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Kleen awarded $3.8 million in lawsuit over contract dispute

  • Dennis Kim, right, co-owner of Kleen Laundry, speaks with Lebanon Police officers at the Kleen location in Lebanon, N,H., on Tuesday, Aug. 13, 2019. The body of a man was pulled from the Mascoma River behind the facility. (Valley News - Jennifer Hauck) Copyright Valley News. May not be reprinted or used online without permission. Send requests to permission@vnews.com.

Valley News Business Writer
Published: 10/11/2019 9:18:56 PM
Modified: 10/11/2019 9:56:08 PM

LEBANON — In a partial relief from its recent troubled history, commercial laundry operator Kleen has been awarded nearly $3.8 million in a jury verdict stemming from a lawsuit it filed against the compressed natural gas equipment installer that Kleen said failed to deliver the services it promised.

A jury in Grafton Superior Court in Haverhill earlier this week awarded Kleen $3,785,000 following a four-day trial in which Kleen said that failure by Massachusetts-based Xpress Natural Gas to live up to its end of a contract for installing new compressed natural gas equipment to power its Lebanon commercial laundry facility “contributed significantly” to the 122-year-old  company suddenly closing in June.

The shuttering of the commercial laundry plant, which followed the closing of Kleen’s retail dry cleaning service and laundromats in the Upper Valley, led to about 125 people losing their jobs.

Lawyers for Kleen said the nearly $3.8 million verdict was one of the largest ever awarded in Grafton County history. But, despite the size of the award, much if not all of it will go to paying back the bank and creditors owed money following the company’s emergence from bankruptcy in 2017.

“This verdict and the damages awarded by the jury, once collected, will help our secured creditors recover the losses incurred while they tried to support the Kleen business in our efforts to recover from 2017,” Kleen co-owner Ned Hazard said via email. “It is unfortunate for our business and our former employees that these breaches occurred in 2017, and that we were unable to bring this suit to a conclusion while it would have been possible to save the business and the jobs.”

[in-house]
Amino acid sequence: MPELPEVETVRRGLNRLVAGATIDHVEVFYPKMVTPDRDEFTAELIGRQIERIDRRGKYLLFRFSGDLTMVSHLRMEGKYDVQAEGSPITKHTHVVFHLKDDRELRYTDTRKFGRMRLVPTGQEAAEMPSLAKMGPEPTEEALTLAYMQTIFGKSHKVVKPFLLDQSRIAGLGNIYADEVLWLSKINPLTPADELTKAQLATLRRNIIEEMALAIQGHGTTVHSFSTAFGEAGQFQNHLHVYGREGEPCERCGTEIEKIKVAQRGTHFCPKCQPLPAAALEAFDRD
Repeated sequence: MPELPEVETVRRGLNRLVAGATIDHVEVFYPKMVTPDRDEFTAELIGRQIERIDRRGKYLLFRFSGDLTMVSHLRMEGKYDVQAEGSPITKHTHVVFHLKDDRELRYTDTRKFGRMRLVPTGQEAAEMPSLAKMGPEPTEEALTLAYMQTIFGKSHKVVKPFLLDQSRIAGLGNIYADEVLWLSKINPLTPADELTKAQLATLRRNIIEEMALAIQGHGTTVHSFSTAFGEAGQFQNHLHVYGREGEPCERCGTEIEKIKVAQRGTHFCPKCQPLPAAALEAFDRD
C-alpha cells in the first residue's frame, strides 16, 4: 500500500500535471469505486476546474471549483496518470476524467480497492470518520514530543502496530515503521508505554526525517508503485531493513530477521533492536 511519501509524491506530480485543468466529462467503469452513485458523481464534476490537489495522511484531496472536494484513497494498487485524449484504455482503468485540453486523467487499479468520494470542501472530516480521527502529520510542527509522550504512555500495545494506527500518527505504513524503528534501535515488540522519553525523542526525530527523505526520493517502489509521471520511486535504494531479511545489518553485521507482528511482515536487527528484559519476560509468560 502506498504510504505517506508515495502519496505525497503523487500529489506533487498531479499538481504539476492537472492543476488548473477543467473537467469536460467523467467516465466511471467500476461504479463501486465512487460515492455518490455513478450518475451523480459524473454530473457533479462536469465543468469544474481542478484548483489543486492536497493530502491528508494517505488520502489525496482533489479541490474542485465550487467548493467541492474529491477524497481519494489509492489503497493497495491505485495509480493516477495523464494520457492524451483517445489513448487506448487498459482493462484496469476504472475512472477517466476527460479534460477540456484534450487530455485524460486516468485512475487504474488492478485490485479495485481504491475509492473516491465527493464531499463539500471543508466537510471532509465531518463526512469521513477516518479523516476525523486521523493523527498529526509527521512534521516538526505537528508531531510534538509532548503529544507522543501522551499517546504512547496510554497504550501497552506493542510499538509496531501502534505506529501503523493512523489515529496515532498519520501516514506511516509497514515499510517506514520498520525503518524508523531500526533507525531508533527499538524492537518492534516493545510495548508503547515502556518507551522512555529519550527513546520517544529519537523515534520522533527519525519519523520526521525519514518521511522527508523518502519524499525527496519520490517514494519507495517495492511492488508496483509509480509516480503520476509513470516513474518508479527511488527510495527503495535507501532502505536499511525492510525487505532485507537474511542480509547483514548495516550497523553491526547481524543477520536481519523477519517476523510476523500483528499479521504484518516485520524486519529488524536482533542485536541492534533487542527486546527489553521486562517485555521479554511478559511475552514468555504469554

Jonathan Pierce, a spokesman for Xpress Natural Gas, said the Andover, Mass.-based private company is “disappointed in the jury’s verdict and plans to appeal” the decision. He declined further comment.

The dispute that led to Kleen filing a breach-of-contract lawsuit against Xpress in 2018 began two years earlier, in 2016, when the companies entered into an agreement for Xpress to provide Kleen with a “bundled equipment/supply package” to convert the Lebanon plant from its aging liquid natural gas system, or LNG, to a compressed natural gas system, or CNG.

The natural gas-powered fuel and equipment was used to heat the facility, heat water for laundering and to power the hot-air dryers, and liquid natural gas represented one of Kleen’s biggest expenses, the company said in filings with the court.

In addition to converting Kleen’s plant to compressed natural gas, the contract also called for Kleen to swing its purchase of liquid natural gas to Xpress for the period of time that it would require Xpress to install the CNG system. As part of the contract, Xpress had also agreed to purchase Kleen’s LNG equipment for $250,000, according to the lawsuit.

Kleen’s rationale was that the higher short-term fuel cost for LNG would be more than offset by the long-term lower cost under the CNG system, according to Carolyn Cole, the Lebanon attorney who argued the case before the jury.

“They were willing to accept short-term pain for long-term gain,” she said on Friday.

The conversion of the laundry plant to CNG was supposed to begin by February 2017 and be completed by June 2017.

But days before the contract was to be executed, Xpress “privately did a financial analysis to determine whether it would be more profitable for Xpress to sell LNG or CNG, since converting to CNG meant Xpress had to spend approximately $1 million on CNG equipment and had to purchase Kleen’s LNG equipment for $250,000 after the CNG equipment was installed,” according to Cole’s prepared opening statement to the jury.

At the same time, she said, Xpress delayed installing the CNG system, sometimes citing alleged late payments by Kleen on a maintenance contract and refusing to send engineers to work on the equipment at the plant.

Kleen argued the maintenance contract fell under its predecessor company and was not assumed by the new company that emerged post-bankruptcy, but said even after it paid the outstanding balance no engineers were sent to Lebanon.

“Xpress had no intention of installing the CNG equipment once it realized that it would make significantly more profit selling LNG at an exorbitant rate to a customer that, because of the exclusivity clause in the contract, was not able to buy from another vendor to reduce the cost,” Cole said in her closing argument to the jury.

The CNG equipment was never installed, and Kleen operated under its LNG system until the day the plant closed.

Kleen’s dispute with Xpress occurred at a time when Kleen was experiencing other difficulties, from a declining retail dry cleaning business due to shifts in fashion as fewer men wear business suits to the rise in wash-and-wear apparel that does not require dry cleaning.

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